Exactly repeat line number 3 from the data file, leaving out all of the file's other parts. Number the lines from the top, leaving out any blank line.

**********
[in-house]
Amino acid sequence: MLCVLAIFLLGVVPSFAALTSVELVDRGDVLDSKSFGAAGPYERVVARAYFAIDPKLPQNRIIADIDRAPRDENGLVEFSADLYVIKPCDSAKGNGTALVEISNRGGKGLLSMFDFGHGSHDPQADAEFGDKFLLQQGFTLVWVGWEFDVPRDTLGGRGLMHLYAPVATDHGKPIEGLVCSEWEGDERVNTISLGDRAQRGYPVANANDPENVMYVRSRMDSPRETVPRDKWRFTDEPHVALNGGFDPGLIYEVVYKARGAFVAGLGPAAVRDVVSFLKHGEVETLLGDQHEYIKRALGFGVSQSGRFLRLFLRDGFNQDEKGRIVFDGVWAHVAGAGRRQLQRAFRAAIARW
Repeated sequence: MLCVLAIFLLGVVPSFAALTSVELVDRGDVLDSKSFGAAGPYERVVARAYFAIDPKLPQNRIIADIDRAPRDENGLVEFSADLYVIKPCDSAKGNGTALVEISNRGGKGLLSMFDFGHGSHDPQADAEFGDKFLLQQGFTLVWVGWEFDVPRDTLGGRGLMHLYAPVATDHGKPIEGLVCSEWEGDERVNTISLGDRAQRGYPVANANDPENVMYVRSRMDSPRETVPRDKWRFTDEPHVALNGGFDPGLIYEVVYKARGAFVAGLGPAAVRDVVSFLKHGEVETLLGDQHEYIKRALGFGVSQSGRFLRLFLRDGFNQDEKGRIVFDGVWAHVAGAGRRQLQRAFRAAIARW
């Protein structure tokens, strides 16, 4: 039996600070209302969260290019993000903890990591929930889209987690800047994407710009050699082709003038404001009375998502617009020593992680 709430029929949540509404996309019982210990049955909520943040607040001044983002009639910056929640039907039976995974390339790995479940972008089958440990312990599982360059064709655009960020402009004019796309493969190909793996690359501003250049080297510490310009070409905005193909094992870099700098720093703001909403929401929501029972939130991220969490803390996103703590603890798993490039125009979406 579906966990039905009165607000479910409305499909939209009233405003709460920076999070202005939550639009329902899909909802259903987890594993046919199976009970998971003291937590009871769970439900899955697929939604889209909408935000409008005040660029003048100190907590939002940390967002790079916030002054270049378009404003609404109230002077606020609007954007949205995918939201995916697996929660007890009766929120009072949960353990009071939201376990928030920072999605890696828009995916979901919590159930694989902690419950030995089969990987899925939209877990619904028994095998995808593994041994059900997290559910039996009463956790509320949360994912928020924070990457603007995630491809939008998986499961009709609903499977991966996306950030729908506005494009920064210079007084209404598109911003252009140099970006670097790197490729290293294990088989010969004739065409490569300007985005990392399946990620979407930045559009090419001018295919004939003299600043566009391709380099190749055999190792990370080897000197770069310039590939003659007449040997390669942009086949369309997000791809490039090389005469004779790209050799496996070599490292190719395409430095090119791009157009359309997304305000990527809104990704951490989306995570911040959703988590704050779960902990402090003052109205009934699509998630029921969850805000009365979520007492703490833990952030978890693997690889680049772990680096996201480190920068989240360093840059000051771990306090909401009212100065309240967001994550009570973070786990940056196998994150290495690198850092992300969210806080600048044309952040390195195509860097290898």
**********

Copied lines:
Repeated sequence: MLCVLAIFLLGVVPSFAALTSVELVDRGDVLDSKSFGAAGPYERVVARAYFAIDPKLPQNRIIADIDRAPRDENGLVEFSADLYVIKPCDSAKGNGTALVEISNRGGKGLLSMFDFGHGSHDPQADAEFGDKFLLQQGFTLVWVGWEFDVPRDTLGGRGLMHLYAPVATDHGKPIEGLVCSEWEGDERVNTISLGDRAQRGYPVANANDPENVMYVRSRMDSPRETVPRDKWRFTDEPHVALNGGFDPGLIYEVVYKARGAFVAGLGPAAVRDVVSFLKHGEVETLLGDQHEYIKRALGFGVSQSGRFLRLFLRDGFNQDEKGRIVFDGVWAHVAGAGRRQLQRAFRAAIARW